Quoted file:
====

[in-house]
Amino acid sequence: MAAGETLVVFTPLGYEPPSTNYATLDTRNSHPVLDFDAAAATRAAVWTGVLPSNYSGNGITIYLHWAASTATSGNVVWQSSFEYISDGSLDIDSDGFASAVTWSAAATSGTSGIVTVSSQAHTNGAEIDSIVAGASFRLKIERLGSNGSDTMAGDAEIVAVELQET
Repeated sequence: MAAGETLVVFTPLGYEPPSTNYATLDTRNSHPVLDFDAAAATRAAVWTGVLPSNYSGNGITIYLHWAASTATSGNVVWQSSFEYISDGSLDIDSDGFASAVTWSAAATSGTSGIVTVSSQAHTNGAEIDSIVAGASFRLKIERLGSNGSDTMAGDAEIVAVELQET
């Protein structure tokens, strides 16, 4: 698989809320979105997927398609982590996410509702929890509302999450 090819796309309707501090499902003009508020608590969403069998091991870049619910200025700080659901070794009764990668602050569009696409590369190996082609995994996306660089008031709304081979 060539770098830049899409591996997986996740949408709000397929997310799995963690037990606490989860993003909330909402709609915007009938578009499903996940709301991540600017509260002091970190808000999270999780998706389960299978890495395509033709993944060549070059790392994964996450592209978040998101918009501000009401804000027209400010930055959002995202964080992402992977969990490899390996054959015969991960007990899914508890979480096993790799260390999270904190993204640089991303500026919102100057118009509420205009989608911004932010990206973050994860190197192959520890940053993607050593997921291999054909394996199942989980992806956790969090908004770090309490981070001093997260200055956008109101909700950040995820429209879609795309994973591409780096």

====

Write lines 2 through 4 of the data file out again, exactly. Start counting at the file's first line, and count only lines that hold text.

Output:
Amino acid sequence: MAAGETLVVFTPLGYEPPSTNYATLDTRNSHPVLDFDAAAATRAAVWTGVLPSNYSGNGITIYLHWAASTATSGNVVWQSSFEYISDGSLDIDSDGFASAVTWSAAATSGTSGIVTVSSQAHTNGAEIDSIVAGASFRLKIERLGSNGSDTMAGDAEIVAVELQET
Repeated sequence: MAAGETLVVFTPLGYEPPSTNYATLDTRNSHPVLDFDAAAATRAAVWTGVLPSNYSGNGITIYLHWAASTATSGNVVWQSSFEYISDGSLDIDSDGFASAVTWSAAATSGTSGIVTVSSQAHTNGAEIDSIVAGASFRLKIERLGSNGSDTMAGDAEIVAVELQET
């Protein structure tokens, strides 16, 4: 698989809320979105997927398609982590996410509702929890509302999450 090819796309309707501090499902003009508020608590969403069998091991870049619910200025700080659901070794009764990668602050569009696409590369190996082609995994996306660089008031709304081979 060539770098830049899409591996997986996740949408709000397929997310799995963690037990606490989860993003909330909402709609915007009938578009499903996940709301991540600017509260002091970190808000999270999780998706389960299978890495395509033709993944060549070059790392994964996450592209978040998101918009501000009401804000027209400010930055959002995202964080992402992977969990490899390996054959015969991960007990899914508890979480096993790799260390999270904190993204640089991303500026919102100057118009509420205009989608911004932010990206973050994860190197192959520890940053993607050593997921291999054909394996199942989980992806956790969090908004770090309490981070001093997260200055956008109101909700950040995820429209879609795309994973591409780096």